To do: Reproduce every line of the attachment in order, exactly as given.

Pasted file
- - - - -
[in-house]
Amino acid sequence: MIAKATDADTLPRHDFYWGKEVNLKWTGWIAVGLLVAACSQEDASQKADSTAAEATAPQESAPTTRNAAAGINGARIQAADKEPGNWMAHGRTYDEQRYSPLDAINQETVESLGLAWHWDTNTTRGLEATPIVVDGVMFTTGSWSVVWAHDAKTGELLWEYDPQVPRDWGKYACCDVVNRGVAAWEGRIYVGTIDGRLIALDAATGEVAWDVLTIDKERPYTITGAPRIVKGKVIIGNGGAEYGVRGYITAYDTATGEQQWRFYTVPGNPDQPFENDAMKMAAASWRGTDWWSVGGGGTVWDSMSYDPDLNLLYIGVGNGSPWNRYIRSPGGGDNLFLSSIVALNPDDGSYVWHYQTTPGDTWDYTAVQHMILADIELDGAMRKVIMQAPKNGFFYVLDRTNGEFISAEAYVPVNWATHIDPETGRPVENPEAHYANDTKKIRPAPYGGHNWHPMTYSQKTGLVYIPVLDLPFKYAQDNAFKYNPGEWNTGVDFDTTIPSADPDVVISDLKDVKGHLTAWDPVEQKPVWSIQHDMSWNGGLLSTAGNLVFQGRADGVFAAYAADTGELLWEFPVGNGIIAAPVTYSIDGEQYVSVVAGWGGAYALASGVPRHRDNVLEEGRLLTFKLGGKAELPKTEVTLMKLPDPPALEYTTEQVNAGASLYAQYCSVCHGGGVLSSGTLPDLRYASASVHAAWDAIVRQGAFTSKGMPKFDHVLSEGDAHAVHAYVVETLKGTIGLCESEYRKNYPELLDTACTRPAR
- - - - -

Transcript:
[in-house]
Amino acid sequence: MIAKATDADTLPRHDFYWGKEVNLKWTGWIAVGLLVAACSQEDASQKADSTAAEATAPQESAPTTRNAAAGINGARIQAADKEPGNWMAHGRTYDEQRYSPLDAINQETVESLGLAWHWDTNTTRGLEATPIVVDGVMFTTGSWSVVWAHDAKTGELLWEYDPQVPRDWGKYACCDVVNRGVAAWEGRIYVGTIDGRLIALDAATGEVAWDVLTIDKERPYTITGAPRIVKGKVIIGNGGAEYGVRGYITAYDTATGEQQWRFYTVPGNPDQPFENDAMKMAAASWRGTDWWSVGGGGTVWDSMSYDPDLNLLYIGVGNGSPWNRYIRSPGGGDNLFLSSIVALNPDDGSYVWHYQTTPGDTWDYTAVQHMILADIELDGAMRKVIMQAPKNGFFYVLDRTNGEFISAEAYVPVNWATHIDPETGRPVENPEAHYANDTKKIRPAPYGGHNWHPMTYSQKTGLVYIPVLDLPFKYAQDNAFKYNPGEWNTGVDFDTTIPSADPDVVISDLKDVKGHLTAWDPVEQKPVWSIQHDMSWNGGLLSTAGNLVFQGRADGVFAAYAADTGELLWEFPVGNGIIAAPVTYSIDGEQYVSVVAGWGGAYALASGVPRHRDNVLEEGRLLTFKLGGKAELPKTEVTLMKLPDPPALEYTTEQVNAGASLYAQYCSVCHGGGVLSSGTLPDLRYASASVHAAWDAIVRQGAFTSKGMPKFDHVLSEGDAHAVHAYVVETLKGTIGLCESEYRKNYPELLDTACTRPAR